I finished reading Mikhail Bakhtin’s ‘Rabelais and His World’

"I go to seek a Great Perhaps", supposed last words of Rabelais

I go to seek a Great Perhaps“, supposed last words of Rabelais

I finished reading Mikhail Bakhtin’s Rabelais and His World (1965) and took notes here.

“Our study is only a first step in the vast task of examining ancient folk humor” says Bakhtin on the last page of his monumental work. To me, this was not a first step, but a pretty comprehensive overview of Rabelais, his language and his time. Sometimes I even felt there was just a bit too much repetition.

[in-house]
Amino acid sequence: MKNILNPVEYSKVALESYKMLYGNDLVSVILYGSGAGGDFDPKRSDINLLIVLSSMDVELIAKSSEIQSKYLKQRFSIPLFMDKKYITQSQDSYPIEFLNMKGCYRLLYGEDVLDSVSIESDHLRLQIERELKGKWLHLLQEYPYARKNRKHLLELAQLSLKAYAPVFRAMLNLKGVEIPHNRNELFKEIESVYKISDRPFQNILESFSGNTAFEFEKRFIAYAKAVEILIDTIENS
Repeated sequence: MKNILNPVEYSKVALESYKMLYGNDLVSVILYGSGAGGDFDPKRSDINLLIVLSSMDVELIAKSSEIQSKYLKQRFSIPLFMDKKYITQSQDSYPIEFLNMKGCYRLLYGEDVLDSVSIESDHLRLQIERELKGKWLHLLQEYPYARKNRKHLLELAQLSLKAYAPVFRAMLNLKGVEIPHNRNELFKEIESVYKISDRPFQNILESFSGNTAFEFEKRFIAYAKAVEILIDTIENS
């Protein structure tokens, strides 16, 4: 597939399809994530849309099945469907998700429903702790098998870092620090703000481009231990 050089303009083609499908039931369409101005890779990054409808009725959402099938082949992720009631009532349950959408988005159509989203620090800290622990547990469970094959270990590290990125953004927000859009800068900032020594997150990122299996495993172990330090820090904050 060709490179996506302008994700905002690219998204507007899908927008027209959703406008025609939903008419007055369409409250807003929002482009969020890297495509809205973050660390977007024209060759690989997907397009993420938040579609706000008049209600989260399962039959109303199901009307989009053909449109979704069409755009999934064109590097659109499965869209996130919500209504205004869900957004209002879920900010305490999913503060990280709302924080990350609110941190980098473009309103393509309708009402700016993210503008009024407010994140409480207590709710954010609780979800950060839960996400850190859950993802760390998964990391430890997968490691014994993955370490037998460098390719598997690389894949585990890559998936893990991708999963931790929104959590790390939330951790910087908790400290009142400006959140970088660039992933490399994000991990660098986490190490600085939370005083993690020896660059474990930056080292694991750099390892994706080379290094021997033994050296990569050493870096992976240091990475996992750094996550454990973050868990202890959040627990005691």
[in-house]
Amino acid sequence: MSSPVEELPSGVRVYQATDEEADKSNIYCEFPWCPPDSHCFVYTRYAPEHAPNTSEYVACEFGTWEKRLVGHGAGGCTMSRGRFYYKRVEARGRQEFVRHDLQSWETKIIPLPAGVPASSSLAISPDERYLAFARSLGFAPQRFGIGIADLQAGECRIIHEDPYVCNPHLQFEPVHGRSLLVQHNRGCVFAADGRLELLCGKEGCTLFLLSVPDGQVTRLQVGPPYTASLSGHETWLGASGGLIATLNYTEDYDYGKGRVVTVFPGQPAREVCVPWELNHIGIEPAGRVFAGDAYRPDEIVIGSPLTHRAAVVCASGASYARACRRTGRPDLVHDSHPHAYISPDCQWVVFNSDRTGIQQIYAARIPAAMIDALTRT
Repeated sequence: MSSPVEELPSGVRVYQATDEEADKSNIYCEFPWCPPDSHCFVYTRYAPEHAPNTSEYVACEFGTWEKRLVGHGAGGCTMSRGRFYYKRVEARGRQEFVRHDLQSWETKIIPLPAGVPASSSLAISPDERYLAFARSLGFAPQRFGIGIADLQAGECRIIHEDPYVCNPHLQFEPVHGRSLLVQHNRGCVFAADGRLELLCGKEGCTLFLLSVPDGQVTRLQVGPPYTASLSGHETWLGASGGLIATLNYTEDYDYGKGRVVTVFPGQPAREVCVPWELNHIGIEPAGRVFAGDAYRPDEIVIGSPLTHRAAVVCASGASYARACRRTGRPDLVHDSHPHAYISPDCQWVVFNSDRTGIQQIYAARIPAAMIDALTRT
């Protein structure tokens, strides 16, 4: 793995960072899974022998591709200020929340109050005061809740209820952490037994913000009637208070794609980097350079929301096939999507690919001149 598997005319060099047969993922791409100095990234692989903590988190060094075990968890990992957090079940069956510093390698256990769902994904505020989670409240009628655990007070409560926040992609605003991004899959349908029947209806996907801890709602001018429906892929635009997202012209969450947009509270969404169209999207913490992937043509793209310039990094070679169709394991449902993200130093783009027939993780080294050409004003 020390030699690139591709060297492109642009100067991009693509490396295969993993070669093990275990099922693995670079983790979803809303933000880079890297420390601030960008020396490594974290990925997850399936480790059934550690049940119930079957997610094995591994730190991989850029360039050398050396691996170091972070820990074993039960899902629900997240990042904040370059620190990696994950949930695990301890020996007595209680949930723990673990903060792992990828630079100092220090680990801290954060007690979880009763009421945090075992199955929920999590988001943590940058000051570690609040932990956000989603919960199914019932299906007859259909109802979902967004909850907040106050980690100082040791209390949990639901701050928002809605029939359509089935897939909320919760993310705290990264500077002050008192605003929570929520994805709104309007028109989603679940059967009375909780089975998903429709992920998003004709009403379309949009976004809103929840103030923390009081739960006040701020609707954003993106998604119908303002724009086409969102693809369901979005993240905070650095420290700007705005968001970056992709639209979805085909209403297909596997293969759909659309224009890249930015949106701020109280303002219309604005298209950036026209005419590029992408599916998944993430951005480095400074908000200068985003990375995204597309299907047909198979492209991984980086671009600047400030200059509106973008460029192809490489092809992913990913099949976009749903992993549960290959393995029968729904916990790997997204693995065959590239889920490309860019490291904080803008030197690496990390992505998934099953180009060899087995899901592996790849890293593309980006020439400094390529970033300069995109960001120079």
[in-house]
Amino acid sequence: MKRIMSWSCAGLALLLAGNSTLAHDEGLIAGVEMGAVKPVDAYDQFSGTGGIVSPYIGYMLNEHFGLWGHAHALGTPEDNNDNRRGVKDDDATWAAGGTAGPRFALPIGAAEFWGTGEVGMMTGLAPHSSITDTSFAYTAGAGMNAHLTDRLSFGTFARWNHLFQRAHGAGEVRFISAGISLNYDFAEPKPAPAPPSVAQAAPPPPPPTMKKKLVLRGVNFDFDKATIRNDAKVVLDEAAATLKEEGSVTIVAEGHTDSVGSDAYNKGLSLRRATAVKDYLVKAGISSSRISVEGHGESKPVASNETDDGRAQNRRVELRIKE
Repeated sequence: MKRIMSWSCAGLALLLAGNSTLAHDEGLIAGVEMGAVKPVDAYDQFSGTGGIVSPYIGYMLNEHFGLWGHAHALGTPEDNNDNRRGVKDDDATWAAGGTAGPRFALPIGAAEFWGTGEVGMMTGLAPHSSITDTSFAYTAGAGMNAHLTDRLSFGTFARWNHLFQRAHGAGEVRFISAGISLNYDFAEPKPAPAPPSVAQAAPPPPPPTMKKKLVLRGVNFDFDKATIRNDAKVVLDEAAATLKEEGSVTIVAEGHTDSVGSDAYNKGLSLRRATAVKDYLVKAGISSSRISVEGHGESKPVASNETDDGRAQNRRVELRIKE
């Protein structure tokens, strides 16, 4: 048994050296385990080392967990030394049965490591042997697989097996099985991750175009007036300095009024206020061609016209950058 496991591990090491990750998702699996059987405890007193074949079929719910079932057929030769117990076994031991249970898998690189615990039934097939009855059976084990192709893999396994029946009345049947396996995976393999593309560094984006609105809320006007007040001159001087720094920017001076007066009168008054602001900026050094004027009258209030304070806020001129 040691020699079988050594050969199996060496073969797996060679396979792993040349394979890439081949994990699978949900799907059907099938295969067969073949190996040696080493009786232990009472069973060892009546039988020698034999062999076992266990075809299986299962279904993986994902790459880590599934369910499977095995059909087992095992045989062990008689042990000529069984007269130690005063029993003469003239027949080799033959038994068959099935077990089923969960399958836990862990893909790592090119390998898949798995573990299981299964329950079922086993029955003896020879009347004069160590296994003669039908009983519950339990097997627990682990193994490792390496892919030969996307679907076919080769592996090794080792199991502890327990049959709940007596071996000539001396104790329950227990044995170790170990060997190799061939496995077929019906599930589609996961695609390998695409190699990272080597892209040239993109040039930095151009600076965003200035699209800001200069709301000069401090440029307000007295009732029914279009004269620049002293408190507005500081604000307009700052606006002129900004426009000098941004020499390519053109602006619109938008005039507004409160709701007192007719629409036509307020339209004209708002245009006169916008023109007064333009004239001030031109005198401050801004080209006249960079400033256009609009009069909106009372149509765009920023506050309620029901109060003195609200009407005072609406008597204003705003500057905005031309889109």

What I will most likely remember best of Bakhtin’s analysis is the metaphor of the pregnant death: symbol for a number of processes characterized by the prefix re-: renewal, rebirth, regeneration, reconstruction, revitalization and ultimately Renaissance.

I find myself smiling and nodding in admiration simultaneously when reading Rabelais.

Spain had Cervantes, England had Shakespeare, but the Frenchmen Rabelais was the father of them all.

When he died, he said “I go to seek a Great Perhaps“.

Did he?

Nobody knows, actually.

More and more I am confronted with the spuriousness of attributions.